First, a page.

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 Rating Trails, Paths, and Routes


A natural surface varying greatly in width, firmness, sometimes with obstacles and steeper grades. More coming soon!


At least 3’ wide, with a hard, stable, and even surface, and few sections with steeper grades.

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Traced across roads where cyclists might not always be physically separated from traffic. More comin soon!


UA - 10' max moderate, 30' max gentle to moderate, 200' max Gentle 36" wide cross slope 2% 2" natural tread obstacles, 1/2" concrete, 

Cycling Routes

 Cycling Routes


Overall effort is determined by considering the flat equivalent length of a path together with its overall grade rating.

Effort - routes
Grade rating - routes
Traffic Stress

Traffic Stress

Bicycle levels of traffic stress (BLTS) for each relevant road segment within an identified route are drawn from analyses conducted by Delaware Valley Regional Planning Commission (DVRPC) and New Castle County. Alta provides an excellent summary of the traffic stress model for those interested in reading more. BLTS was developed and has been used primarily in urban and suburban settings, and it has yet to be adapted to accommodate conditions more often found in rural settings, like sections with limited sight distance (see below). For sections of the route where we have additional information, we have modified the BLTS model as described below. Every 10' section on the route for which BLTS has been modified is outlined in red.

A modified BLTS

This used in some cases where additional information is available regarding the likely presence of sections with limited sight distance (see below) or actual prevailing speeds and/or volumes based on traffic studies (these models otherwise use posted speed limits and estimated volumes to model traffic stress).

Limited sight sections

because of the road’s horizontal or vertical curvature, sometimes worsened by shrubs or trees. Drivers may not be able to see far enough ahead to safely pull around cyclists, increasing the risk of accidents.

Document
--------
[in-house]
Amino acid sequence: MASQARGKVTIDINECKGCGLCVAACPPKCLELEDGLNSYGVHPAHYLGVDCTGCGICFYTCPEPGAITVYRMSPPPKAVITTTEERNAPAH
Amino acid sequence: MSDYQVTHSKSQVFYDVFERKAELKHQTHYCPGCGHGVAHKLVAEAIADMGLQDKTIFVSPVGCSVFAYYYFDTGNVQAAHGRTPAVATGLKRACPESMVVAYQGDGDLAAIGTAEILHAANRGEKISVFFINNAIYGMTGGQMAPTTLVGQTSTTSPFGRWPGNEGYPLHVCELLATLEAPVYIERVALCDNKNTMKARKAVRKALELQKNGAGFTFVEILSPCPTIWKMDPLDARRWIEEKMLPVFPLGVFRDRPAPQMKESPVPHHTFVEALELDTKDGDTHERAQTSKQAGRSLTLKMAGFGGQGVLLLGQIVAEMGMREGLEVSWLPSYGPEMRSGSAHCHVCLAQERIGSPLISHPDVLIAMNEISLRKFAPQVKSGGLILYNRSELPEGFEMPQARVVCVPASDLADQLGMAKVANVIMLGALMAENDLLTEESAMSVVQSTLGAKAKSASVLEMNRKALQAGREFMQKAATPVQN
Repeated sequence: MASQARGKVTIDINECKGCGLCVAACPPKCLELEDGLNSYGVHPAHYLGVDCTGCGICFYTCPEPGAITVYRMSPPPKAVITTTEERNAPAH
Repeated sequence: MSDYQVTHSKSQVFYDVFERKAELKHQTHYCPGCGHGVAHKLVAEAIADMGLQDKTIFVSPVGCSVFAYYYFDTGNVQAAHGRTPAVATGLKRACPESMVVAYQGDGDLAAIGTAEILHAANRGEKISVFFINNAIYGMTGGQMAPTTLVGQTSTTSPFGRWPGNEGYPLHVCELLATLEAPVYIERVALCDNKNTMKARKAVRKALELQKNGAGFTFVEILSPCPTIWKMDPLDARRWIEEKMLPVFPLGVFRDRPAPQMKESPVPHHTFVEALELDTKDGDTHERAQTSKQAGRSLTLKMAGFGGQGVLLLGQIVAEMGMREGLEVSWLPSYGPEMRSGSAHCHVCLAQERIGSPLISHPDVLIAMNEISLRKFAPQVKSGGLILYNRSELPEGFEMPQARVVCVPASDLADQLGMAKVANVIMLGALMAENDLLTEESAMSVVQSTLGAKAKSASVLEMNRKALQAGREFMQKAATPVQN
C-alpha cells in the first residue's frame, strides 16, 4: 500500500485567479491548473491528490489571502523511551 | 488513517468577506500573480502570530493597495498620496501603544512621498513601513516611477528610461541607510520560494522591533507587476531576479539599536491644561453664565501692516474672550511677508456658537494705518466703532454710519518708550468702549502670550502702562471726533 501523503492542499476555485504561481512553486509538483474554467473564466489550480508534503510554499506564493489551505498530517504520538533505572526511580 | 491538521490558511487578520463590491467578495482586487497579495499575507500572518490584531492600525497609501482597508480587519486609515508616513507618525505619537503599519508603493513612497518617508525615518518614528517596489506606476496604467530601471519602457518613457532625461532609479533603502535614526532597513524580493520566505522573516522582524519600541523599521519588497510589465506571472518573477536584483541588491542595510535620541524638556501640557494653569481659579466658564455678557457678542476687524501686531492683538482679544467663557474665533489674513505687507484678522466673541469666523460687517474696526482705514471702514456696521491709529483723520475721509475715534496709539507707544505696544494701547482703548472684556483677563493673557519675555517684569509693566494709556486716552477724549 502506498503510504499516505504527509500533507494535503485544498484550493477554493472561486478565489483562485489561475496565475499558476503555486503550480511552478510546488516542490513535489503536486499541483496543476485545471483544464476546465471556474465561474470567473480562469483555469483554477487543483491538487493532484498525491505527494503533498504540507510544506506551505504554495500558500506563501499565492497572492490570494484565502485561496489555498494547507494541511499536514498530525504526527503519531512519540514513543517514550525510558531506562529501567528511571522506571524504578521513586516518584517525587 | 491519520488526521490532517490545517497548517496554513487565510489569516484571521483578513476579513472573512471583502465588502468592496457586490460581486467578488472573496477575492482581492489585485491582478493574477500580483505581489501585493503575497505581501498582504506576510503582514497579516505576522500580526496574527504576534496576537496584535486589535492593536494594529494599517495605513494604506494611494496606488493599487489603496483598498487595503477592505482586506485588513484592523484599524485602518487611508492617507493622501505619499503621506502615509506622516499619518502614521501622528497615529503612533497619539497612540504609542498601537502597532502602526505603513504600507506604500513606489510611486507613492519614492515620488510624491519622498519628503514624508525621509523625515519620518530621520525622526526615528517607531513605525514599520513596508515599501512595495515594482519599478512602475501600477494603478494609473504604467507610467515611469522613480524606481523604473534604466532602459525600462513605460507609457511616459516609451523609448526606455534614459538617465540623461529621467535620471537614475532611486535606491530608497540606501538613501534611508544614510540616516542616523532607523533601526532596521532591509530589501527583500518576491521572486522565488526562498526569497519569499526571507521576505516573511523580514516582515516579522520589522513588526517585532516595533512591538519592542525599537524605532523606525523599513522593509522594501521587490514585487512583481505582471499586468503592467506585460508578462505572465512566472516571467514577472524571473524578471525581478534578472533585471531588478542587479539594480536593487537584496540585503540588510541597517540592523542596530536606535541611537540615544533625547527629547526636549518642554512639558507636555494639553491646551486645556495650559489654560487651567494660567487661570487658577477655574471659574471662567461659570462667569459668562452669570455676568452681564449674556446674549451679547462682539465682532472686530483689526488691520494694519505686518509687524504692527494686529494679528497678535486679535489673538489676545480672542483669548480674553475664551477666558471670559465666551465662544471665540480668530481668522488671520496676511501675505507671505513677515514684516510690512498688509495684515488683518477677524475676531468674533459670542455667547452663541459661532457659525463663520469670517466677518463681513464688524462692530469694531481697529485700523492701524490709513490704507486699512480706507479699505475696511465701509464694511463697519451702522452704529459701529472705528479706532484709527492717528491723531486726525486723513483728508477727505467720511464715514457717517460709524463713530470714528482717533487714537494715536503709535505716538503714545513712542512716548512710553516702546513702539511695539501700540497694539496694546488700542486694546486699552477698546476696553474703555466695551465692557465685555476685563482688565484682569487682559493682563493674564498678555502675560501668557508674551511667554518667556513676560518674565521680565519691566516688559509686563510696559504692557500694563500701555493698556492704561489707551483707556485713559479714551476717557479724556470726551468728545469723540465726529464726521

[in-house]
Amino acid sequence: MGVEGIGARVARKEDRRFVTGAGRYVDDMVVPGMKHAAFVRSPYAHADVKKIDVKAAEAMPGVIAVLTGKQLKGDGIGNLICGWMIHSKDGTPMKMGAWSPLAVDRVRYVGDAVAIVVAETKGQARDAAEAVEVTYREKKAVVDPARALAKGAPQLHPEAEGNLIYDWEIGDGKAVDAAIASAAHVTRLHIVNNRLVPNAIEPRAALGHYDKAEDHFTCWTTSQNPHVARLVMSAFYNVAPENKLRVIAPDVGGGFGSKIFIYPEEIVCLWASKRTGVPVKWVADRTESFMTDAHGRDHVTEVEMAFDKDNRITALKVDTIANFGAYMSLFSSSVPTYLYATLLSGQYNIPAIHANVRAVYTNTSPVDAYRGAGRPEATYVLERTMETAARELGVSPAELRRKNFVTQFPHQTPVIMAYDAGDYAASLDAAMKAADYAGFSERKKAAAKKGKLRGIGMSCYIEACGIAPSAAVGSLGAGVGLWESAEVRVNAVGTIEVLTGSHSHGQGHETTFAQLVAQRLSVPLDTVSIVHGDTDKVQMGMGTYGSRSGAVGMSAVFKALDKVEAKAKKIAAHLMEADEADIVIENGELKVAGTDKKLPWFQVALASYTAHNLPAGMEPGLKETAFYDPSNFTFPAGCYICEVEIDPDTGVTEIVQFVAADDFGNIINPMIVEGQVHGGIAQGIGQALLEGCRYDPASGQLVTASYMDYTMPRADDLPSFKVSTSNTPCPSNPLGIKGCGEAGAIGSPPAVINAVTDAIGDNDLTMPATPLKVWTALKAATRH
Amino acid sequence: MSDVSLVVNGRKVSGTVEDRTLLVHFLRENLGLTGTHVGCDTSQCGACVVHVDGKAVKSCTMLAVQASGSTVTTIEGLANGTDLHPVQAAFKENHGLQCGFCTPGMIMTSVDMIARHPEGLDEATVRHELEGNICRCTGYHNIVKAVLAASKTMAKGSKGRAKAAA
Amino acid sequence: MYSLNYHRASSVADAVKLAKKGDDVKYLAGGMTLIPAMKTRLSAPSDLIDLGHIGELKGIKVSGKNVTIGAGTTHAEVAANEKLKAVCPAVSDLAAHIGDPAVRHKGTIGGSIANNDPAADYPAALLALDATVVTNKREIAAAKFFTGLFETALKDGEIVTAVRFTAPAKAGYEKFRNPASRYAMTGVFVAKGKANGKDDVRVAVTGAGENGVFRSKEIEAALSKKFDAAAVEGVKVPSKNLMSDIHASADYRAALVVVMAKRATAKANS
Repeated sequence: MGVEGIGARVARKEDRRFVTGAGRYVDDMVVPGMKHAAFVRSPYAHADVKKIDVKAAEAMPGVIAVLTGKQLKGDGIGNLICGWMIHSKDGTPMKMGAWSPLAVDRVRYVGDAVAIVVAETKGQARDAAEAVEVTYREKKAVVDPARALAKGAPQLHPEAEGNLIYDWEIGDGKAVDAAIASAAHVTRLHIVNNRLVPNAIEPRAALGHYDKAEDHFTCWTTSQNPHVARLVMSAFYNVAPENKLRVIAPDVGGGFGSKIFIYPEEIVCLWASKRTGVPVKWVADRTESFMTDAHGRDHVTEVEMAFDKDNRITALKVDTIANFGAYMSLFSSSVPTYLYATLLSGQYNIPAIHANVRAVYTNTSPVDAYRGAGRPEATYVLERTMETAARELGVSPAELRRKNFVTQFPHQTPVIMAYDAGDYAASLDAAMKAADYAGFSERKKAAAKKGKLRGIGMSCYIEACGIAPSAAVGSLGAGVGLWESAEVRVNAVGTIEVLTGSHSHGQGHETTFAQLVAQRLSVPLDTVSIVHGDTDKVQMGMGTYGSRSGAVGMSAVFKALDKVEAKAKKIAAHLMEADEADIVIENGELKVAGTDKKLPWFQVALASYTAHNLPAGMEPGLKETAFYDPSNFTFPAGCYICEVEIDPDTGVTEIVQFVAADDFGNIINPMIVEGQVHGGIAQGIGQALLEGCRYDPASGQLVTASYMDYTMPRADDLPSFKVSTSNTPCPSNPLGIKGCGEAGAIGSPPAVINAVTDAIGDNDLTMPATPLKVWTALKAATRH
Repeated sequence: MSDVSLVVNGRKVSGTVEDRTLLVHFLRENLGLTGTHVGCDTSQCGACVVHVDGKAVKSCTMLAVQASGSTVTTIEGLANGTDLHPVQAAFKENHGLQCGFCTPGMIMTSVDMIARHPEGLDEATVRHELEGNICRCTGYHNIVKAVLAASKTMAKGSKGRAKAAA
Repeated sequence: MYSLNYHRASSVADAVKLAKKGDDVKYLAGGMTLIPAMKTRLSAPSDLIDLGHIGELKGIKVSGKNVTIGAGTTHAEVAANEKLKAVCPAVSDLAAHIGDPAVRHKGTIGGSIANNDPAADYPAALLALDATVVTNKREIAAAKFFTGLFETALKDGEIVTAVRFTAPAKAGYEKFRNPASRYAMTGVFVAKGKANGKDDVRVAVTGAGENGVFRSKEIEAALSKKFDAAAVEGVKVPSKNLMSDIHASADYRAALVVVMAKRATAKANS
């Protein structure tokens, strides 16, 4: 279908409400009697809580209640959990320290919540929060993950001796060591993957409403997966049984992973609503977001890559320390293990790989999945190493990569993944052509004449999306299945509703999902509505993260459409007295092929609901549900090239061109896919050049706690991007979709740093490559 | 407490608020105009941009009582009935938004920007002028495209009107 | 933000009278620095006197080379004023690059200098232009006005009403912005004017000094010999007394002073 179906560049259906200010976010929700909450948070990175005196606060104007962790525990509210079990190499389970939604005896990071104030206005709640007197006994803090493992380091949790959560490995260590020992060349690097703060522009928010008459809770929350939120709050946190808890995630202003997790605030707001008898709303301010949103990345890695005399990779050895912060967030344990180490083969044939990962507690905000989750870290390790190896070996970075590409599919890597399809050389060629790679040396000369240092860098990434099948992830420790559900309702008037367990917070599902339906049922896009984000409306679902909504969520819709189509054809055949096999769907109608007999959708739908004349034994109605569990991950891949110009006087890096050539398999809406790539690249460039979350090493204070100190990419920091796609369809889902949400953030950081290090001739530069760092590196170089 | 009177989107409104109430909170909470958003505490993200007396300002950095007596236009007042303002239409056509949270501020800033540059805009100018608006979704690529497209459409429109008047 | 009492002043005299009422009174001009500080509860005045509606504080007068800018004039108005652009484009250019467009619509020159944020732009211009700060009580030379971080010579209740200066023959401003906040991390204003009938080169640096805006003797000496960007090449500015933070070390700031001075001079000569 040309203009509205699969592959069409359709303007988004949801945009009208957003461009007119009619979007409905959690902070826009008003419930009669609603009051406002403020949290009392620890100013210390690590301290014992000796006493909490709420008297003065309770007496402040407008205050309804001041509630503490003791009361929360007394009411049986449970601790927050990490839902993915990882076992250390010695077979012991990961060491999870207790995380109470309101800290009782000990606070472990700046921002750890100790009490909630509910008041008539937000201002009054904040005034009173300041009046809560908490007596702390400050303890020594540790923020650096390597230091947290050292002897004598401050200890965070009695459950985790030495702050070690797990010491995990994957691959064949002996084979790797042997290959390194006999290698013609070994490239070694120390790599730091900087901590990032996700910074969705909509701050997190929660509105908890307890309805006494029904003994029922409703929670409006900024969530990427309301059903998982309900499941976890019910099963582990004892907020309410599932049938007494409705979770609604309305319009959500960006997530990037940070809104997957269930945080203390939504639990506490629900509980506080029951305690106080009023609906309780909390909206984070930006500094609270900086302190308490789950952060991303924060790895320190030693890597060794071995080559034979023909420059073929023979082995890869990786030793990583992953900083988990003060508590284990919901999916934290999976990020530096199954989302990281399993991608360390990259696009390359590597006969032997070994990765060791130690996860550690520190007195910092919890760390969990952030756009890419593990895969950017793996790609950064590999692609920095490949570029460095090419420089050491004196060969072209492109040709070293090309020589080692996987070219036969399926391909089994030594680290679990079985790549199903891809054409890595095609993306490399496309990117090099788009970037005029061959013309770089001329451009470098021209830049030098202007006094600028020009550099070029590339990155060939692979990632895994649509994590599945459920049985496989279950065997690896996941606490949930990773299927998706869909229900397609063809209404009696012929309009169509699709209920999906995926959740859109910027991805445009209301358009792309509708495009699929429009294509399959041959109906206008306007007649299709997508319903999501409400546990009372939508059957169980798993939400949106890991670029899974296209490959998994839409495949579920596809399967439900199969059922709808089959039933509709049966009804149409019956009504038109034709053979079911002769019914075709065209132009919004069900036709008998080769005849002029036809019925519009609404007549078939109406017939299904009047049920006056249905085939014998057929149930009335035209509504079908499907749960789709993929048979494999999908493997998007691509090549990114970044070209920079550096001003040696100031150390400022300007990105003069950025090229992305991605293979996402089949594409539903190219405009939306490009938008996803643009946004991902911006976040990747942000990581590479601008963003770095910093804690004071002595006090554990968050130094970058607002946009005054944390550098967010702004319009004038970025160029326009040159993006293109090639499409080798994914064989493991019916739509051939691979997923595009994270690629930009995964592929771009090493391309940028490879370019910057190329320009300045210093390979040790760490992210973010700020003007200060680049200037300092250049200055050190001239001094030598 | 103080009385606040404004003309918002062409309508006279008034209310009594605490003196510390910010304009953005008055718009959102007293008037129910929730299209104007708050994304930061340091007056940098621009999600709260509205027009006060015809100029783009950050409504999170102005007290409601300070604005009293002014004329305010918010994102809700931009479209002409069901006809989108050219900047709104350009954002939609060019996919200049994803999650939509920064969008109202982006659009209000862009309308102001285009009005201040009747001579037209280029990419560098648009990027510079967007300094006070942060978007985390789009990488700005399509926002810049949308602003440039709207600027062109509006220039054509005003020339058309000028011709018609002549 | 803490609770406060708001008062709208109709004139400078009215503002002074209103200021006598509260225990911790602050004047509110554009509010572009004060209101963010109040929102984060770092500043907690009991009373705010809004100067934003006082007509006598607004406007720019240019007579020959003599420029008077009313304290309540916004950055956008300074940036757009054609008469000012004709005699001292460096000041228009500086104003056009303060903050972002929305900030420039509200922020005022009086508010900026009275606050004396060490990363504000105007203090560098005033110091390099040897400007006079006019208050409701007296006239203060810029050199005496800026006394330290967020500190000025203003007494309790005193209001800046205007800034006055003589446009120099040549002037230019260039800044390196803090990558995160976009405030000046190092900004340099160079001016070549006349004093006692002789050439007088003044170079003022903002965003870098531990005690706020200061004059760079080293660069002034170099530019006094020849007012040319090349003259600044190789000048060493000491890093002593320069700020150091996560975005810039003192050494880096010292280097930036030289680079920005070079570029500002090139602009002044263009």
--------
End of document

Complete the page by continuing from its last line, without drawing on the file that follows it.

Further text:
We used William’s (2021) paper to establish minimum sight distances (i.e., 2 times the stopping sight distance) based on posted speed (or prevailing speed, when these data were available. Because our interest was in perceived stress as well as actual danger, we added 50’ to the minimum sight distance. Whenever a section was suspected, we measured the sight distance and increased the BLTS by 1 point at each 20’ section for which sight distance was an issue.  

Descriptors are used in the text corresponding to the level of traffic stress as follows: Level 0 - No Stress; Level 1 - Very Low Stress; Level 2 - Low Stress; Level 3 - Moderate Stress; Level  - High Stress. On maps, higher levels of traffic stress are represented using larger circles for each 20' section.  


Grades are shown for every 20 foot increment on the path. Difficulty ratings are assigned to shorter (40 foot) and longer (200 foot) sections of the path. More difficult ratings will increase the effort needed to complete the path.

UphilloVery Difficult; oMore Difficult; oDifficult; oModerate; oGentle

DownhilloVery Difficult; oMore Difficult; oDifficult; oModerate; oGentle

Other characteristics

All paths have a hardened, even surface.

Shared use paths are all at least 10 feet wide, and are designed to accommodate walkers and cyclists.

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